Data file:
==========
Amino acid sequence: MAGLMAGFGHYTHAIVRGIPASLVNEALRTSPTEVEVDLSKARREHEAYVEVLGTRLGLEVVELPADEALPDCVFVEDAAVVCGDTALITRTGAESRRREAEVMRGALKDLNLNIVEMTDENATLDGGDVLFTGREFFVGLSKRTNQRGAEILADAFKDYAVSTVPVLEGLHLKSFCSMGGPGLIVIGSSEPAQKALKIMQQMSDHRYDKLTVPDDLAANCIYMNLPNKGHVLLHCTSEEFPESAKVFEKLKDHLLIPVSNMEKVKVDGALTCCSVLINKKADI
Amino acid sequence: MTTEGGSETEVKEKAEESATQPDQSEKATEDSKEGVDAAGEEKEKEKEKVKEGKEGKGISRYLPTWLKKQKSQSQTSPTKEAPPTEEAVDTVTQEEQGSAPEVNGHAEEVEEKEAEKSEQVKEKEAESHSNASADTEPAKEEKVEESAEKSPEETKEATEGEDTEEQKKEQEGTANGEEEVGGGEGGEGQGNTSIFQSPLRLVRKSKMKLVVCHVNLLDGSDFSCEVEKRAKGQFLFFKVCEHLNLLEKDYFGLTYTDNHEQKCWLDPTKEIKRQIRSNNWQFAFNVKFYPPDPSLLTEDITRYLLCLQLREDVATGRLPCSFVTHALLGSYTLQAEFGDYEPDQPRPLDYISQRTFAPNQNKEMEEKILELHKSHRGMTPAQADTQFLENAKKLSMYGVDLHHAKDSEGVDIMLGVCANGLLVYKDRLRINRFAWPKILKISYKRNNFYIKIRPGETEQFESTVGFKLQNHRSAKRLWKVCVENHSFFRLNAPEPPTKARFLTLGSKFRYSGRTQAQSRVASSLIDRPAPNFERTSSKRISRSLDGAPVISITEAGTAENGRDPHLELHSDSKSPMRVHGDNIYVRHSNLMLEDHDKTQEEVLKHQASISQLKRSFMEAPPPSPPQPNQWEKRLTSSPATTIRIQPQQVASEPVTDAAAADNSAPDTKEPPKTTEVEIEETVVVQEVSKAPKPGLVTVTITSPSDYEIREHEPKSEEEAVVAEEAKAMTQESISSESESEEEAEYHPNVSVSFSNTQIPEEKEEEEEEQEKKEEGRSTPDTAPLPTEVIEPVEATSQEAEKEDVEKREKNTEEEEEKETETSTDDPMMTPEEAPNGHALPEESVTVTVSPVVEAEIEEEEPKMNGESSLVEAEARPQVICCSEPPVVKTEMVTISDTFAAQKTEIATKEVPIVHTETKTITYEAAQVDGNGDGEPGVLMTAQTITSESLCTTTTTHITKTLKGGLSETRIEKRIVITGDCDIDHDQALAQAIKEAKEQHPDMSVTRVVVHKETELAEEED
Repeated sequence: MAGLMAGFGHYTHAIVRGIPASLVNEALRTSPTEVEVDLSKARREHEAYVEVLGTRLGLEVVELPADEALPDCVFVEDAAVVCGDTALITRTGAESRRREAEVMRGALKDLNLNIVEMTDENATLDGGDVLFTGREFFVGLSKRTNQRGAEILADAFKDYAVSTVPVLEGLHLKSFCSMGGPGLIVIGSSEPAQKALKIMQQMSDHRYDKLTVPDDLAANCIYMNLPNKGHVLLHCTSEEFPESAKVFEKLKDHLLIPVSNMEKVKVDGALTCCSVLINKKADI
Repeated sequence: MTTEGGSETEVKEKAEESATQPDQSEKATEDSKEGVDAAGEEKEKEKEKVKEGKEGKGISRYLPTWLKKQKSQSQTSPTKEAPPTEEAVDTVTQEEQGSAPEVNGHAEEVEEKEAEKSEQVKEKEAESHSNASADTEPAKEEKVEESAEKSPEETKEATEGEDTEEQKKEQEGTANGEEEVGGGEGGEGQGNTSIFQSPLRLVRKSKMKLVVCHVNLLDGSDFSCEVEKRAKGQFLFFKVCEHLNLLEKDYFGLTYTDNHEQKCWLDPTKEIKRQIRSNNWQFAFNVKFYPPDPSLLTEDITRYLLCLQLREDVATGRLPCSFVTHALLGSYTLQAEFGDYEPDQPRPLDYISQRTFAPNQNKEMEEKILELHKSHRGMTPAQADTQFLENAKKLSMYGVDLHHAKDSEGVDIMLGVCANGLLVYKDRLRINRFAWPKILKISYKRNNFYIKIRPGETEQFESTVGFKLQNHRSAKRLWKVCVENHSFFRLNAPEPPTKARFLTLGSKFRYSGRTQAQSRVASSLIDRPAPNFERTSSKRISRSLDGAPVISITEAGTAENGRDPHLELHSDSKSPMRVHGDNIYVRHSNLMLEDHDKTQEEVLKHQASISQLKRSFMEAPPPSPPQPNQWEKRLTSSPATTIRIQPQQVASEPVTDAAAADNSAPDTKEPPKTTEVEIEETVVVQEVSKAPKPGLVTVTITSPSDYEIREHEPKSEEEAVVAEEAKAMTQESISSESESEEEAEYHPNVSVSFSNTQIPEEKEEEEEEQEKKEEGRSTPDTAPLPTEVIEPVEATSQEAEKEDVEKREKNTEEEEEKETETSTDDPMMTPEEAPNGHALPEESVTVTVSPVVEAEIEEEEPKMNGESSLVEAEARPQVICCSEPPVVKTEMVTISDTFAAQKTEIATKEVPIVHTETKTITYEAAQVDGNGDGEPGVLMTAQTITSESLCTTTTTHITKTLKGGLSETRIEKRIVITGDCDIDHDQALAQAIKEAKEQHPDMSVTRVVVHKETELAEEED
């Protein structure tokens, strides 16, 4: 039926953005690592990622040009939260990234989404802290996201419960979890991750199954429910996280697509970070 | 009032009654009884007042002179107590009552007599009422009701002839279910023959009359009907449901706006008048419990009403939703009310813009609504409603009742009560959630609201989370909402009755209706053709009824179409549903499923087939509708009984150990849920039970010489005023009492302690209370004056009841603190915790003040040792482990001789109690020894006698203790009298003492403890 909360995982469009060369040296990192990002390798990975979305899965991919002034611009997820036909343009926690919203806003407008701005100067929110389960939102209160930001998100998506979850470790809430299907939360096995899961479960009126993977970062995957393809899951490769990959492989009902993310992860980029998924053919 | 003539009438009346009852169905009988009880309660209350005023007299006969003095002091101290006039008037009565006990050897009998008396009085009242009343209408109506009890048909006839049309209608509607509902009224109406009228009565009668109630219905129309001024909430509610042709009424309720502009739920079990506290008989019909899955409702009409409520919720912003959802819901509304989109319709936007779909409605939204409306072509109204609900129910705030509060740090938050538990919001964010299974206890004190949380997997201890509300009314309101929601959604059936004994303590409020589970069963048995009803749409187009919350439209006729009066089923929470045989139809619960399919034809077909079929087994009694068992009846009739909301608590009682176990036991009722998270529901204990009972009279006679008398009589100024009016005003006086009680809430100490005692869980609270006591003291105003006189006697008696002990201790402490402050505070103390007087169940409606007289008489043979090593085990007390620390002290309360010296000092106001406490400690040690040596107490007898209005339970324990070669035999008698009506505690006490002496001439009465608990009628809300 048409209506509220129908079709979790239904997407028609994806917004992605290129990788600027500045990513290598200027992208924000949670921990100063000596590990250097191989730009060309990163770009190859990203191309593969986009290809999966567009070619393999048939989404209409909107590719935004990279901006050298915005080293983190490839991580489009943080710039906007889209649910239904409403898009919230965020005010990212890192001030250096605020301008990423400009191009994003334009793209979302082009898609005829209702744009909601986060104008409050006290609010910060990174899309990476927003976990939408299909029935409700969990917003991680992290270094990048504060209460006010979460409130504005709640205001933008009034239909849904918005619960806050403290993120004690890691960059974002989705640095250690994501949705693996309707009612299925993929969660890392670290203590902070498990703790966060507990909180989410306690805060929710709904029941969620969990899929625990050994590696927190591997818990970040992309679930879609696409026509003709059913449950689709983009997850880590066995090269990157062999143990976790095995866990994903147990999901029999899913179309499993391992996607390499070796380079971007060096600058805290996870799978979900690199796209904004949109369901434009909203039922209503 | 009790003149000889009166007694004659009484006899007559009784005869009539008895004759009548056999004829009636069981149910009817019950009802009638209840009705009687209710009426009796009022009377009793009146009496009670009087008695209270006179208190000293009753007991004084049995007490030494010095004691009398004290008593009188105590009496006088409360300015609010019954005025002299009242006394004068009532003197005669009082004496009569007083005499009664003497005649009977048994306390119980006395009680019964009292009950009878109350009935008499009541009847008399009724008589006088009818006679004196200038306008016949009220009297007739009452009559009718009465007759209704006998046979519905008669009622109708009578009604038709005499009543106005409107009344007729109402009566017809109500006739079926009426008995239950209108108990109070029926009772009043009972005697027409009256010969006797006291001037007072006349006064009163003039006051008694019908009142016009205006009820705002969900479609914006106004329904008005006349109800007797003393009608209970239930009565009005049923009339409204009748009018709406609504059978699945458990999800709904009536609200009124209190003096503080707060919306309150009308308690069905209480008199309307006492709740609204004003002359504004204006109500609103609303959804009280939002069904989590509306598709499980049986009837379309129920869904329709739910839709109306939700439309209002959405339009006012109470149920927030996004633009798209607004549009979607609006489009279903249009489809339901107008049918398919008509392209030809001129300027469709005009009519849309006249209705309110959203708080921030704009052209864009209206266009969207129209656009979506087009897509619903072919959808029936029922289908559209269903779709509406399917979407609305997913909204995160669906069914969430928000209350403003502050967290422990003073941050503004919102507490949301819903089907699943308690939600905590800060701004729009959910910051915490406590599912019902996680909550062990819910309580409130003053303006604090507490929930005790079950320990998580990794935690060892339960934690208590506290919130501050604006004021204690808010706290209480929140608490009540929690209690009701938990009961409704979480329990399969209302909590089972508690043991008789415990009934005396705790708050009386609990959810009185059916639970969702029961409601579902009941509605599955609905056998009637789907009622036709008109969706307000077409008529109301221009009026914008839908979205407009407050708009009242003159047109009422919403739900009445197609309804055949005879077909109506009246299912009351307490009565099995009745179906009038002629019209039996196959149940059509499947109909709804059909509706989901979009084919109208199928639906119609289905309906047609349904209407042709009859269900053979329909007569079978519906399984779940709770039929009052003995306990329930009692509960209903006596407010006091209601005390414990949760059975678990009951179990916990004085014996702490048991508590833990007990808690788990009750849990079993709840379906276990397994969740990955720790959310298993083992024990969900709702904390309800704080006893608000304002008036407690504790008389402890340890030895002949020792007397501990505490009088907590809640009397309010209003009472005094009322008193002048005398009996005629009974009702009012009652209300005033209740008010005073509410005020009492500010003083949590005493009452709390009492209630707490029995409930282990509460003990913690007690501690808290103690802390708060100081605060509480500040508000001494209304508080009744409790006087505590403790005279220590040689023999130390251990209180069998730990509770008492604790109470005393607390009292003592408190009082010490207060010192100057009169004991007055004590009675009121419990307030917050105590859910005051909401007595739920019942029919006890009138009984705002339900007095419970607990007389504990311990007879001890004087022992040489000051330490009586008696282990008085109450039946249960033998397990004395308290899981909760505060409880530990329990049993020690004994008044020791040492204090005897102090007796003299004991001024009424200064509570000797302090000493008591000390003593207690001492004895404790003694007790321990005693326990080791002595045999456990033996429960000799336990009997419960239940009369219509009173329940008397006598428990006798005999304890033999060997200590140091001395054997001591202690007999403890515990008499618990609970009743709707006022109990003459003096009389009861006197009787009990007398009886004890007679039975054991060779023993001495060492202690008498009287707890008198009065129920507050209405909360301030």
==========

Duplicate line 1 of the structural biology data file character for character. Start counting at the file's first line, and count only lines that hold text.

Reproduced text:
Amino acid sequence: MAGLMAGFGHYTHAIVRGIPASLVNEALRTSPTEVEVDLSKARREHEAYVEVLGTRLGLEVVELPADEALPDCVFVEDAAVVCGDTALITRTGAESRRREAEVMRGALKDLNLNIVEMTDENATLDGGDVLFTGREFFVGLSKRTNQRGAEILADAFKDYAVSTVPVLEGLHLKSFCSMGGPGLIVIGSSEPAQKALKIMQQMSDHRYDKLTVPDDLAANCIYMNLPNKGHVLLHCTSEEFPESAKVFEKLKDHLLIPVSNMEKVKVDGALTCCSVLINKKADI